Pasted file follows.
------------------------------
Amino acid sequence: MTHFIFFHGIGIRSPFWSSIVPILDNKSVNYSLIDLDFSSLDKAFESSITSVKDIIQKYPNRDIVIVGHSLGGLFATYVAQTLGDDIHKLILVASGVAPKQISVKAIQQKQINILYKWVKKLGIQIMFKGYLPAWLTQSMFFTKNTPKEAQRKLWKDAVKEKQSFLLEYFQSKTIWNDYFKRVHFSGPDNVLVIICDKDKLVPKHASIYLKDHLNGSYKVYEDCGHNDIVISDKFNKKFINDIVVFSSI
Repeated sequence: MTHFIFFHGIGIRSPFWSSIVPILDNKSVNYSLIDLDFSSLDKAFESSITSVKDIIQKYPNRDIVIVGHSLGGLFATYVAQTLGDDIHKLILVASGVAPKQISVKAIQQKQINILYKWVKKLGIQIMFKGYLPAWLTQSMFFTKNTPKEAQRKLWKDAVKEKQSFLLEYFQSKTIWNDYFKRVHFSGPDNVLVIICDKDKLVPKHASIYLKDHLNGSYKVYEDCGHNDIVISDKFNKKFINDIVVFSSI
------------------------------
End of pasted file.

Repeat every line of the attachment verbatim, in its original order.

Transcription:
Amino acid sequence: MTHFIFFHGIGIRSPFWSSIVPILDNKSVNYSLIDLDFSSLDKAFESSITSVKDIIQKYPNRDIVIVGHSLGGLFATYVAQTLGDDIHKLILVASGVAPKQISVKAIQQKQINILYKWVKKLGIQIMFKGYLPAWLTQSMFFTKNTPKEAQRKLWKDAVKEKQSFLLEYFQSKTIWNDYFKRVHFSGPDNVLVIICDKDKLVPKHASIYLKDHLNGSYKVYEDCGHNDIVISDKFNKKFINDIVVFSSI
Repeated sequence: MTHFIFFHGIGIRSPFWSSIVPILDNKSVNYSLIDLDFSSLDKAFESSITSVKDIIQKYPNRDIVIVGHSLGGLFATYVAQTLGDDIHKLILVASGVAPKQISVKAIQQKQINILYKWVKKLGIQIMFKGYLPAWLTQSMFFTKNTPKEAQRKLWKDAVKEKQSFLLEYFQSKTIWNDYFKRVHFSGPDNVLVIICDKDKLVPKHASIYLKDHLNGSYKVYEDCGHNDIVISDKFNKKFINDIVVFSSI